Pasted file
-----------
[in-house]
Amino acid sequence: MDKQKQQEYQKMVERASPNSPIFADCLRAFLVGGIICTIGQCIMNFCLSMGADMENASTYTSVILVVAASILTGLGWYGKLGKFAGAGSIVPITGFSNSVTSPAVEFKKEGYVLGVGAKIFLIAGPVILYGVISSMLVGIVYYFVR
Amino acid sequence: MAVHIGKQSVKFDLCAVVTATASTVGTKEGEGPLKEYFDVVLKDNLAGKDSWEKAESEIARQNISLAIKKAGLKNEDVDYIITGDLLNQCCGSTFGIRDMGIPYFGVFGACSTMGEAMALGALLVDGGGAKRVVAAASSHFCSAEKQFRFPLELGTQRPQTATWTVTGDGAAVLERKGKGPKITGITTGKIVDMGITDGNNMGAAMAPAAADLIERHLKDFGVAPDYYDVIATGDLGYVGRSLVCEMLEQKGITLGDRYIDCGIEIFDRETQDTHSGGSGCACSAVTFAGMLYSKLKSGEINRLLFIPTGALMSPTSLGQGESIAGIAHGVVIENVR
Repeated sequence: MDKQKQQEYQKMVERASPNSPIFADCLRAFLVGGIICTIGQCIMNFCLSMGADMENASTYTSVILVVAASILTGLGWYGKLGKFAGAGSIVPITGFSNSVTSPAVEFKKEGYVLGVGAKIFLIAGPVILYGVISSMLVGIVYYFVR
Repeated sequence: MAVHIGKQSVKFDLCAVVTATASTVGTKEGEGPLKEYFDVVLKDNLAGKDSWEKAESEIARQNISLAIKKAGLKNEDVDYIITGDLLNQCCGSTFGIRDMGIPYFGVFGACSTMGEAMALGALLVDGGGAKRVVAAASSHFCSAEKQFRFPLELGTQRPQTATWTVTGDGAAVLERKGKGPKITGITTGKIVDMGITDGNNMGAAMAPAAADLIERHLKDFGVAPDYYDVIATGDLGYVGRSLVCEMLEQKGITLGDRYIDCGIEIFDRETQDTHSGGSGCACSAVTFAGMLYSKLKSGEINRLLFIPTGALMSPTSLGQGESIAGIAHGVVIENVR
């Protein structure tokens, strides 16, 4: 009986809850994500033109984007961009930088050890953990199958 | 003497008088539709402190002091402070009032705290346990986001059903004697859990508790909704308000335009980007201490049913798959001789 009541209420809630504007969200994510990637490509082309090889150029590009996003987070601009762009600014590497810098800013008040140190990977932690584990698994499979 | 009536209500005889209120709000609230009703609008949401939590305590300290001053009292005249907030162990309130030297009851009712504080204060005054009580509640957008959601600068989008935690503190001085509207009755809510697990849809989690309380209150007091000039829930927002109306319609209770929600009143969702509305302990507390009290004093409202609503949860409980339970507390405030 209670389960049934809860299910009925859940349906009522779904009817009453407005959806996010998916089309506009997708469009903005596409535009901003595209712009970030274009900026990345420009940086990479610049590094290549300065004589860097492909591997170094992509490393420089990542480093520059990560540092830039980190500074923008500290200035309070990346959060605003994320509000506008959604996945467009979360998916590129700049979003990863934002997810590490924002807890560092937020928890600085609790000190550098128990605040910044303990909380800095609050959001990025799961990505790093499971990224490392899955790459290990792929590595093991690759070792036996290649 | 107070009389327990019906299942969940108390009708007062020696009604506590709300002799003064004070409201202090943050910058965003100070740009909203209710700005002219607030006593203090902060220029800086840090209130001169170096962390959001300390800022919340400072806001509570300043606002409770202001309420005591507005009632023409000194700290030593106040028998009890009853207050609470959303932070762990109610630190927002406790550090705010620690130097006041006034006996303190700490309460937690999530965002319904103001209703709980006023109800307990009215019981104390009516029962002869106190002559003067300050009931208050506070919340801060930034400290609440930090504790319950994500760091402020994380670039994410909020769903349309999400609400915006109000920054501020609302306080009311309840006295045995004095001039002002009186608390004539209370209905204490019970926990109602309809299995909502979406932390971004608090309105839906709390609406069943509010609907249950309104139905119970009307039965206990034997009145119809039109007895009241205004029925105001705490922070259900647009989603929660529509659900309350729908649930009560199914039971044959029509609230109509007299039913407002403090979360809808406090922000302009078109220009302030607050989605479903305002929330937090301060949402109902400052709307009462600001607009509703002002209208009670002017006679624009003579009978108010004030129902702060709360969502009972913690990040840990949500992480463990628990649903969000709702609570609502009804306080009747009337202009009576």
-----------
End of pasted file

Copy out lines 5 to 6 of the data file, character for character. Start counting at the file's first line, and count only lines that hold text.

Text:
Repeated sequence: MAVHIGKQSVKFDLCAVVTATASTVGTKEGEGPLKEYFDVVLKDNLAGKDSWEKAESEIARQNISLAIKKAGLKNEDVDYIITGDLLNQCCGSTFGIRDMGIPYFGVFGACSTMGEAMALGALLVDGGGAKRVVAAASSHFCSAEKQFRFPLELGTQRPQTATWTVTGDGAAVLERKGKGPKITGITTGKIVDMGITDGNNMGAAMAPAAADLIERHLKDFGVAPDYYDVIATGDLGYVGRSLVCEMLEQKGITLGDRYIDCGIEIFDRETQDTHSGGSGCACSAVTFAGMLYSKLKSGEINRLLFIPTGALMSPTSLGQGESIAGIAHGVVIENVR
């Protein structure tokens, strides 16, 4: 009986809850994500033109984007961009930088050890953990199958 | 003497008088539709402190002091402070009032705290346990986001059903004697859990508790909704308000335009980007201490049913798959001789 009541209420809630504007969200994510990637490509082309090889150029590009996003987070601009762009600014590497810098800013008040140190990977932690584990698994499979 | 009536209500005889209120709000609230009703609008949401939590305590300290001053009292005249907030162990309130030297009851009712504080204060005054009580509640957008959601600068989008935690503190001085509207009755809510697990849809989690309380209150007091000039829930927002109306319609209770929600009143969702509305302990507390009290004093409202609503949860409980339970507390405030 209670389960049934809860299910009925859940349906009522779904009817009453407005959806996010998916089309506009997708469009903005596409535009901003595209712009970030274009900026990345420009940086990479610049590094290549300065004589860097492909591997170094992509490393420089990542480093520059990560540092830039980190500074923008500290200035309070990346959060605003994320509000506008959604996945467009979360998916590129700049979003990863934002997810590490924002807890560092937020928890600085609790000190550098128990605040910044303990909380800095609050959001990025799961990505790093499971990224490392899955790459290990792929590595093991690759070792036996290649 | 107070009389327990019906299942969940108390009708007062020696009604506590709300002799003064004070409201202090943050910058965003100070740009909203209710700005002219607030006593203090902060220029800086840090209130001169170096962390959001300390800022919340400072806001509570300043606002409770202001309420005591507005009632023409000194700290030593106040028998009890009853207050609470959303932070762990109610630190927002406790550090705010620690130097006041006034006996303190700490309460937690999530965002319904103001209703709980006023109800307990009215019981104390009516029962002869106190002559003067300050009931208050506070919340801060930034400290609440930090504790319950994500760091402020994380670039994410909020769903349309999400609400915006109000920054501020609302306080009311309840006295045995004095001039002002009186608390004539209370209905204490019970926990109602309809299995909502979406932390971004608090309105839906709390609406069943509010609907249950309104139905119970009307039965206990034997009145119809039109007895009241205004029925105001705490922070259900647009989603929660529509659900309350729908649930009560199914039971044959029509609230109509007299039913407002403090979360809808406090922000302009078109220009302030607050989605479903305002929330937090301060949402109902400052709307009462600001607009509703002002209208009670002017006679624009003579009978108010004030129902702060709360969502009972913690990040840990949500992480463990628990649903969000709702609570609502009804306080009747009337202009009576």